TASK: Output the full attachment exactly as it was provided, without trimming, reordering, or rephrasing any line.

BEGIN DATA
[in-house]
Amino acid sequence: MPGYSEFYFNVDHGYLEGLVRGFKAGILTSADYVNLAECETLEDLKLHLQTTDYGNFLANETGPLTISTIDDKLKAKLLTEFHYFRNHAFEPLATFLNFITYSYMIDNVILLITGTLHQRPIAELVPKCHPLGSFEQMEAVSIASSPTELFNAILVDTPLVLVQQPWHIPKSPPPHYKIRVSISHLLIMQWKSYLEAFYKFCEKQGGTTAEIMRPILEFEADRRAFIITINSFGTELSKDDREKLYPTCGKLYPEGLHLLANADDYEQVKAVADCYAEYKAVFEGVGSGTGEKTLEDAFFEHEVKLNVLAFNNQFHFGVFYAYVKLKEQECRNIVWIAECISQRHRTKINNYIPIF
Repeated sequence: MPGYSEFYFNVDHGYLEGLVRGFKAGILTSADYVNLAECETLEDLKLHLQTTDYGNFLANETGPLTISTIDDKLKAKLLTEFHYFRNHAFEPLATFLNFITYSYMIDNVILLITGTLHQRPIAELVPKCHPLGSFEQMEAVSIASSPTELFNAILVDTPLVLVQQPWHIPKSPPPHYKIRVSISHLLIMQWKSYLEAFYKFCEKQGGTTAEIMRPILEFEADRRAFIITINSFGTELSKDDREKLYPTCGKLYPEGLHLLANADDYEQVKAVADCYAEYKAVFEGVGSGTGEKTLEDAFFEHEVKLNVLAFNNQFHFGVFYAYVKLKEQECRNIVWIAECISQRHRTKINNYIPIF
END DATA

[in-house]
Amino acid sequence: MPGYSEFYFNVDHGYLEGLVRGFKAGILTSADYVNLAECETLEDLKLHLQTTDYGNFLANETGPLTISTIDDKLKAKLLTEFHYFRNHAFEPLATFLNFITYSYMIDNVILLITGTLHQRPIAELVPKCHPLGSFEQMEAVSIASSPTELFNAILVDTPLVLVQQPWHIPKSPPPHYKIRVSISHLLIMQWKSYLEAFYKFCEKQGGTTAEIMRPILEFEADRRAFIITINSFGTELSKDDREKLYPTCGKLYPEGLHLLANADDYEQVKAVADCYAEYKAVFEGVGSGTGEKTLEDAFFEHEVKLNVLAFNNQFHFGVFYAYVKLKEQECRNIVWIAECISQRHRTKINNYIPIF
Repeated sequence: MPGYSEFYFNVDHGYLEGLVRGFKAGILTSADYVNLAECETLEDLKLHLQTTDYGNFLANETGPLTISTIDDKLKAKLLTEFHYFRNHAFEPLATFLNFITYSYMIDNVILLITGTLHQRPIAELVPKCHPLGSFEQMEAVSIASSPTELFNAILVDTPLVLVQQPWHIPKSPPPHYKIRVSISHLLIMQWKSYLEAFYKFCEKQGGTTAEIMRPILEFEADRRAFIITINSFGTELSKDDREKLYPTCGKLYPEGLHLLANADDYEQVKAVADCYAEYKAVFEGVGSGTGEKTLEDAFFEHEVKLNVLAFNNQFHFGVFYAYVKLKEQECRNIVWIAECISQRHRTKINNYIPIF